One of the most impressive glass-made objects on display at the British Museum is the luxurious Roman cage cup known as the Lycurgus Cup. This fascinating item, made of diachronic glass, was probably crafted in Rome in the 4th century AD.
It is called the Lycurgus Cup because of the scene that is engraved on the outer surface: a depiction of the triumph of Dionysus over King Lycurgus, the ruler of the Edoni people in Thrace. This Roman cage cup is also known as diatretum, and it consists of a bowl made of glass that has a shell or cage decoration around it.
The vessel manufactured from a diachronic glass is a fascinating piece because it changes its colors in certain lighting conditions. The Lycurgus Cup has a red color when it’s lit from behind, and green when it’s lit from the front. Besides making vessels out of it, this type of glass was also used for jewelry and stained glass.
Short stems attach the shell decorations to the cage cup, and most of the designs were of geometrical patterns. The chalices carved in this technique also had significant inscriptions engraved between the patterns. Today, about 50 cups have survived, but with some of them only fragments remain, and there are only few in near-complete condition.
They were probably designed for feast drinking where they were passed around from man to man on important celebrations. It is believed that these unique cups were also used as oil lamps, when the color-changing effect could be seen more clearly and frequently. They were complicated to make and because the craftsmen could not control the coloring process of the glass, this technique didn’t develop beyond the 4th century AD.
It is believed that the process was discovered accidentally when silver dust was mixed with minutely ground gold. Maybe the makers did not know that gold was involved in the process, because sometimes traces of gold were left by accident in their workshops while they were making other objects.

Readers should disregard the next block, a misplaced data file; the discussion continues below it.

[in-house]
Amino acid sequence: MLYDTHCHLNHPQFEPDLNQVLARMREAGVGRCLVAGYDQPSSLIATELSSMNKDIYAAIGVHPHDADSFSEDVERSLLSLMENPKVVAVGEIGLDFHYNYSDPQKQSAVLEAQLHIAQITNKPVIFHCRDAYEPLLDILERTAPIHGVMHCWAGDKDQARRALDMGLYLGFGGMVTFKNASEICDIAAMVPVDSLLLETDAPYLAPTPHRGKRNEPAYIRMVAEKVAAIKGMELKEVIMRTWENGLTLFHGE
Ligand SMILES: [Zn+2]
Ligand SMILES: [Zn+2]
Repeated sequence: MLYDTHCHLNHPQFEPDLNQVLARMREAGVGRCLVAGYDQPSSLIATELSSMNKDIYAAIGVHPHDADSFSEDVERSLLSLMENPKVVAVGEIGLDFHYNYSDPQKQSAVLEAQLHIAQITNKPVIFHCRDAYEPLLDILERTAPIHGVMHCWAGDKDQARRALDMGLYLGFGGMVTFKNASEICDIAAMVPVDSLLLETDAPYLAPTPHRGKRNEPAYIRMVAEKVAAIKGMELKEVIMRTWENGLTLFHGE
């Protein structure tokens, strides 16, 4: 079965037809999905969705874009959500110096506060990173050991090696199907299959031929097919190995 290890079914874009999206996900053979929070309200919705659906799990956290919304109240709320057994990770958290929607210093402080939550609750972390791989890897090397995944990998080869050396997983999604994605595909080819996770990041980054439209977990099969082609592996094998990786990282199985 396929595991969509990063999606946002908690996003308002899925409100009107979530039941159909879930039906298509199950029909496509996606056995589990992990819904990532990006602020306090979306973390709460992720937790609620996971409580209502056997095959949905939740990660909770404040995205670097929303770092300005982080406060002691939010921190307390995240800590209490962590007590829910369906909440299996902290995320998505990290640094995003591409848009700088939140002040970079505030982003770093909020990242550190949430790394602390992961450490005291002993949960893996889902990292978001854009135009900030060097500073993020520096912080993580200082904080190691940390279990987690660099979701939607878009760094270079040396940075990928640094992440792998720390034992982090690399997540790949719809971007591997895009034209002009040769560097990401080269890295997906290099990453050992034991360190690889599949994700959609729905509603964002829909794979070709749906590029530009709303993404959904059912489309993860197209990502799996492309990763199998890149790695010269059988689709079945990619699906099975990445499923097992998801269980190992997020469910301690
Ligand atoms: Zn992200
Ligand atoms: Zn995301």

Besides the geometrical shapes, some of the cage cups were engraved with whole compositions like the scene on the Lycurgus Cup. In the scene the mythical King Lycurgus attacked Dionysius, and he tried to kill one of his female followers, Ambrosia.
Then she called out to Mother Earth who transformed her into a vine. Ambrosia twined around the king and held him captive. The symbolic meaning of the changing colors of the cup is connected with the red wine that represents the god Dionysius and the green vine that represents the good nature imprisoning the evil king. The cup is the only well-preserved example with figure composition.
According to some historians, the scene of the myth was probably carved on the bowl because of a political event at that time, such as the defeat of the Roman Emperor Licinius by Constantine I at the Battle of Chrysopolis in 324 AD. Because of the date of the event, it is believed that the Lycurgus Cup was probably made in Alexandria. However, the history of the cup is not confirmed.
In the 19th century, the cup was bought by Lionel de Rothschild. It was purchased by the British Museum in 1958 from Victor, Lord Rothschild and put on display in the Waddesdon Bequest section, in Room 2a. In this room, a changing internal light was installed that shows the color effect of the cup. Today, the Lycurgus Cup is on permanent display in Room 41 at the museum.